The International Monetary Fund has cut Oman’s 2019 economic growth forecast to 0.3 per cent from 1.1 per cent as OPEC-led production curbs slash oil-related growth among Gulf energy producers.
The forecast comes after Saudi Arabia – the world’s top crude exporter – said on June 30 its first-quarter rate of economic growth shrank by more than half on a quarterly basis.
In lowering Oman’s expected real GDP growth rate to 0.3 per cent from 1.1 per cent the IMF said it expected its oil GDP to decrease by 1.1 per cent against April’s estimate of a 0.6 per cent contraction, the fund said in a statement late on Wednesday.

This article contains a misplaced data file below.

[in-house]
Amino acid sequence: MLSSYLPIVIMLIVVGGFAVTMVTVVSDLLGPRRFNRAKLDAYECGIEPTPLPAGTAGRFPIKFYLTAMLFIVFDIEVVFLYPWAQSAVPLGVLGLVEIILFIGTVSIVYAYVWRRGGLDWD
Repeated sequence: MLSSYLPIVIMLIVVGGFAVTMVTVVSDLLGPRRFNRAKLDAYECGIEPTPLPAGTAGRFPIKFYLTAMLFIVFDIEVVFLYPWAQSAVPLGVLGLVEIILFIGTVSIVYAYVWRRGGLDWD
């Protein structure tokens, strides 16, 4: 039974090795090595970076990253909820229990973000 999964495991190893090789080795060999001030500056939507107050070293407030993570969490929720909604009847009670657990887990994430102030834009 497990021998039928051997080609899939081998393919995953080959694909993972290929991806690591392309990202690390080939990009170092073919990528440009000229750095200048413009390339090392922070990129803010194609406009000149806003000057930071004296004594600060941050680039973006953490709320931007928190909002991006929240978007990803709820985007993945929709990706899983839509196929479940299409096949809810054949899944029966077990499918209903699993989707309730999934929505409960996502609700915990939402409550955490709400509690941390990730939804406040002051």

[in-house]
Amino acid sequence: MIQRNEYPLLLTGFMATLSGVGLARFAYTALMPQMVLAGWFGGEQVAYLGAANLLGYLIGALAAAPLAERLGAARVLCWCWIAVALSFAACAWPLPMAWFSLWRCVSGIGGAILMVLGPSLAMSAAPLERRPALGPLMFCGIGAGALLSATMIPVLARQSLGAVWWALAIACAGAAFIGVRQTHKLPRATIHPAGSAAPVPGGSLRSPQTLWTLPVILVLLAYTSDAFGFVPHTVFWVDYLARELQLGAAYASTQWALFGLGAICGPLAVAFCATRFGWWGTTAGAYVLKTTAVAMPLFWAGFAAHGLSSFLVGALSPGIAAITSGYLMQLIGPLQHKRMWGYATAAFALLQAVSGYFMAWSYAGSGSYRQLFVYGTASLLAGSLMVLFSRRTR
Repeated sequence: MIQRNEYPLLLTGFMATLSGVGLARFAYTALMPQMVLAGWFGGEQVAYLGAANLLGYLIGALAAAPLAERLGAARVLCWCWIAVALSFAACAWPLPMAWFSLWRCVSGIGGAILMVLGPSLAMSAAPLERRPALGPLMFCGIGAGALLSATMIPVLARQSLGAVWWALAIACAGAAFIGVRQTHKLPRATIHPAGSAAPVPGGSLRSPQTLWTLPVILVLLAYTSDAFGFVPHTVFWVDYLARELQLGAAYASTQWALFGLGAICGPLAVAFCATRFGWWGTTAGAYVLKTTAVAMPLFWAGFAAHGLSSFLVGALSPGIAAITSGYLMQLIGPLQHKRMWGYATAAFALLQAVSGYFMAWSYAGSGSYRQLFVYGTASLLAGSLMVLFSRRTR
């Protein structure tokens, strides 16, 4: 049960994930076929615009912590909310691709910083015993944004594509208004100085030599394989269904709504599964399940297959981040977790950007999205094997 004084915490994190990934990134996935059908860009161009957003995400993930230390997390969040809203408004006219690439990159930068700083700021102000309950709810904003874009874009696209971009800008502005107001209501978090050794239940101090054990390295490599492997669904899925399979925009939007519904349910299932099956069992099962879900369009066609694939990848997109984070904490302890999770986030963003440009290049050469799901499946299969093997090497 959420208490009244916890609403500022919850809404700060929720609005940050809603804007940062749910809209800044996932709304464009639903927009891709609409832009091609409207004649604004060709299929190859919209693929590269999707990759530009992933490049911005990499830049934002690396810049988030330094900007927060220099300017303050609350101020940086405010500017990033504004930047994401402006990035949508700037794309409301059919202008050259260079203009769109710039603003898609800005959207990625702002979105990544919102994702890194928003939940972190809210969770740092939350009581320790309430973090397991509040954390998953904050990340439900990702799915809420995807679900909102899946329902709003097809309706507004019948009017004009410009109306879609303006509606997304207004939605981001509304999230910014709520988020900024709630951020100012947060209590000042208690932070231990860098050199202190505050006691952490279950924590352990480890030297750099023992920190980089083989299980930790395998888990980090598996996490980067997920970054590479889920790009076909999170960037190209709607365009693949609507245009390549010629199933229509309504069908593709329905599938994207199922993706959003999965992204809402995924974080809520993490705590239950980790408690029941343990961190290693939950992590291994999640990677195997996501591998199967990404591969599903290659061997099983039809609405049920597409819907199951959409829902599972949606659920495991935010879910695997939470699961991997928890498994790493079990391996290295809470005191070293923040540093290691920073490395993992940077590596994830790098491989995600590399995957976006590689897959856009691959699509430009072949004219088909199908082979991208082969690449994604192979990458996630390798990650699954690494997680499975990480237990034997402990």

A rebound in crude prices helped Oman’s overall gross domestic product grow 2.2 per cent last year, but its debt rose and some fiscal reforms were delayed, the IMF said.
Oman’s state coffers have been hit hard by a slump in oil prices over the past few years. Its increased external borrowing has prompted concerns among investors and pushed its credit rating into junk status.
Its gross government debt rose to 53.5 per cent of GDP last year, according to the fund.
While Oman is not at immediate risk of a credit crunch, as it has sufficient reserves to cover debt repayments, it should work harder on fiscal adjustment reforms, said the IMF, which called for “an expeditious introduction of VAT and measures to adjust government expenditure.”
The sultanate had originally planned to introduce a 5 per cent value-added tax in 2018, which is now expected to start in 2020.
To guide its deficit-cutting, the IMF said it welcomed Muscat’s plans to work with the World Bank on a public expenditure review that could help to make spending more efficient.